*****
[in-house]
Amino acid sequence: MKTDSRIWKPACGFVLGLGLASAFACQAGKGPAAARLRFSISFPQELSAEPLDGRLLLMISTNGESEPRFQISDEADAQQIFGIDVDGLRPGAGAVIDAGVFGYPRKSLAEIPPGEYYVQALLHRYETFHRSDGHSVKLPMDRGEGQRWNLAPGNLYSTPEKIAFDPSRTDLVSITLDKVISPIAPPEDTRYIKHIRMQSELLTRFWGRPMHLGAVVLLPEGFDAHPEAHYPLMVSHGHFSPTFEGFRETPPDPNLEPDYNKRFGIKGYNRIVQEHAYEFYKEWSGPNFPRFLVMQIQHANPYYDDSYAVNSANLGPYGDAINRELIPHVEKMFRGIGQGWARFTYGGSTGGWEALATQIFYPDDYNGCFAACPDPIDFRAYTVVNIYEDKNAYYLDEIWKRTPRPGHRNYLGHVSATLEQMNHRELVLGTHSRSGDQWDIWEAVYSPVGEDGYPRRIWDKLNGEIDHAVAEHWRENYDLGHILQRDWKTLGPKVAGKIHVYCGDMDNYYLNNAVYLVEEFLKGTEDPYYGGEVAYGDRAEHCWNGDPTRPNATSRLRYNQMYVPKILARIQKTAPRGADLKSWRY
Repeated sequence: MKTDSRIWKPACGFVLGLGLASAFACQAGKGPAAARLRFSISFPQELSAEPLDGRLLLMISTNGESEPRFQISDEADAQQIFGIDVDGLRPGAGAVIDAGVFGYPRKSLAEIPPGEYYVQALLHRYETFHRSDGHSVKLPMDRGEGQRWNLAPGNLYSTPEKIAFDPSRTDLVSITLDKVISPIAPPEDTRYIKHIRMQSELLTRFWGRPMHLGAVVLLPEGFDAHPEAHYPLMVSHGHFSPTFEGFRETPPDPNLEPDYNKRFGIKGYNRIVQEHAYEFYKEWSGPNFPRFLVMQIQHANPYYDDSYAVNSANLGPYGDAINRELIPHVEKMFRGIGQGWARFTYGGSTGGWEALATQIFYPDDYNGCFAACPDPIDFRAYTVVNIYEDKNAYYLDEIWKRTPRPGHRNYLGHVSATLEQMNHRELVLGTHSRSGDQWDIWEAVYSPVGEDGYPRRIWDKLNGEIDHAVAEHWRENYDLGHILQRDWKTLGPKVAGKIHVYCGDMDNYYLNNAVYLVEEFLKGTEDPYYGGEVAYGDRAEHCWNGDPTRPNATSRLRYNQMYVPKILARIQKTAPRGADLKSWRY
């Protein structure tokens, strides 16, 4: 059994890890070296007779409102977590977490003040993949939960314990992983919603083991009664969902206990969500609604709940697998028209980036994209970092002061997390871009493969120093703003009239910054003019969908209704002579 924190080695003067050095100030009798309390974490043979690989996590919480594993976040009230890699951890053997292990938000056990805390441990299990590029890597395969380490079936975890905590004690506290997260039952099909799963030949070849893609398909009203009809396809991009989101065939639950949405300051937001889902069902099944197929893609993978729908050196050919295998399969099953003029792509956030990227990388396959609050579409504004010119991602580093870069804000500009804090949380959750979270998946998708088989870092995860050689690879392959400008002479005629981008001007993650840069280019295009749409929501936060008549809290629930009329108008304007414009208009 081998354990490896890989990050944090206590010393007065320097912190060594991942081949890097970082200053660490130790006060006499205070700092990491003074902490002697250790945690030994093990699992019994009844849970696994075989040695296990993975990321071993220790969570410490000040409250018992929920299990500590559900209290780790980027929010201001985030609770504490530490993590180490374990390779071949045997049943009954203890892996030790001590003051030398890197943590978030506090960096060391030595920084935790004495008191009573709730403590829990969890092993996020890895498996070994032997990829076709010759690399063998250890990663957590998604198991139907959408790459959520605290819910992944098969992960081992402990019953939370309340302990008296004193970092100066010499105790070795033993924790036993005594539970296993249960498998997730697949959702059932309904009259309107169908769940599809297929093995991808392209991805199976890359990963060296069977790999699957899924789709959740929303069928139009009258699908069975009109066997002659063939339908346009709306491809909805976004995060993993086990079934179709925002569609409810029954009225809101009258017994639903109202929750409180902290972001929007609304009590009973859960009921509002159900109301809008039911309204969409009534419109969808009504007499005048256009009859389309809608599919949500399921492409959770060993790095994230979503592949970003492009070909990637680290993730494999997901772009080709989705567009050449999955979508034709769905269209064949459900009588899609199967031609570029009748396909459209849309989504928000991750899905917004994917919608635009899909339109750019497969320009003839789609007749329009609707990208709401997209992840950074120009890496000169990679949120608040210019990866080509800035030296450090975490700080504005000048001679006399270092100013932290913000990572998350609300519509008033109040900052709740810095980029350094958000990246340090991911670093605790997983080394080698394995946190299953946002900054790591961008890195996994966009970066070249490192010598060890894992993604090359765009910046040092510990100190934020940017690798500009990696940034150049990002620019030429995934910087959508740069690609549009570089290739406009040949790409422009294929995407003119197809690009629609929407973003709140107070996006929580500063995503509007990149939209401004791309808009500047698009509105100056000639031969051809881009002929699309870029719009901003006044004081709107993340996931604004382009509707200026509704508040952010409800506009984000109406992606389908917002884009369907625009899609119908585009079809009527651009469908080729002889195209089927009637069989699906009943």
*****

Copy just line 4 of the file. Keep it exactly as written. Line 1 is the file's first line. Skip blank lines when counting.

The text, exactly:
């Protein structure tokens, strides 16, 4: 059994890890070296007779409102977590977490003040993949939960314990992983919603083991009664969902206990969500609604709940697998028209980036994209970092002061997390871009493969120093703003009239910054003019969908209704002579 924190080695003067050095100030009798309390974490043979690989996590919480594993976040009230890699951890053997292990938000056990805390441990299990590029890597395969380490079936975890905590004690506290997260039952099909799963030949070849893609398909009203009809396809991009989101065939639950949405300051937001889902069902099944197929893609993978729908050196050919295998399969099953003029792509956030990227990388396959609050579409504004010119991602580093870069804000500009804090949380959750979270998946998708088989870092995860050689690879392959400008002479005629981008001007993650840069280019295009749409929501936060008549809290629930009329108008304007414009208009 081998354990490896890989990050944090206590010393007065320097912190060594991942081949890097970082200053660490130790006060006499205070700092990491003074902490002697250790945690030994093990699992019994009844849970696994075989040695296990993975990321071993220790969570410490000040409250018992929920299990500590559900209290780790980027929010201001985030609770504490530490993590180490374990390779071949045997049943009954203890892996030790001590003051030398890197943590978030506090960096060391030595920084935790004495008191009573709730403590829990969890092993996020890895498996070994032997990829076709010759690399063998250890990663957590998604198991139907959408790459959520605290819910992944098969992960081992402990019953939370309340302990008296004193970092100066010499105790070795033993924790036993005594539970296993249960498998997730697949959702059932309904009259309107169908769940599809297929093995991808392209991805199976890359990963060296069977790999699957899924789709959740929303069928139009009258699908069975009109066997002659063939339908346009709306491809909805976004995060993993086990079934179709925002569609409810029954009225809101009258017994639903109202929750409180902290972001929007609304009590009973859960009921509002159900109301809008039911309204969409009534419109969808009504007499005048256009009859389309809608599919949500399921492409959770060993790095994230979503592949970003492009070909990637680290993730494999997901772009080709989705567009050449999955979508034709769905269209064949459900009588899609199967031609570029009748396909459209849309989504928000991750899905917004994917919608635009899909339109750019497969320009003839789609007749329009609707990208709401997209992840950074120009890496000169990679949120608040210019990866080509800035030296450090975490700080504005000048001679006399270092100013932290913000990572998350609300519509008033109040900052709740810095980029350094958000990246340090991911670093605790997983080394080698394995946190299953946002900054790591961008890195996994966009970066070249490192010598060890894992993604090359765009910046040092510990100190934020940017690798500009990696940034150049990002620019030429995934910087959508740069690609549009570089290739406009040949790409422009294929995407003119197809690009629609929407973003709140107070996006929580500063995503509007990149939209401004791309808009500047698009509105100056000639031969051809881009002929699309870029719009901003006044004081709107993340996931604004382009509707200026509704508040952010409800506009984000109406992606389908917002884009369907625009899609119908585009079809009527651009469908080729002889195209089927009637069989699906009943």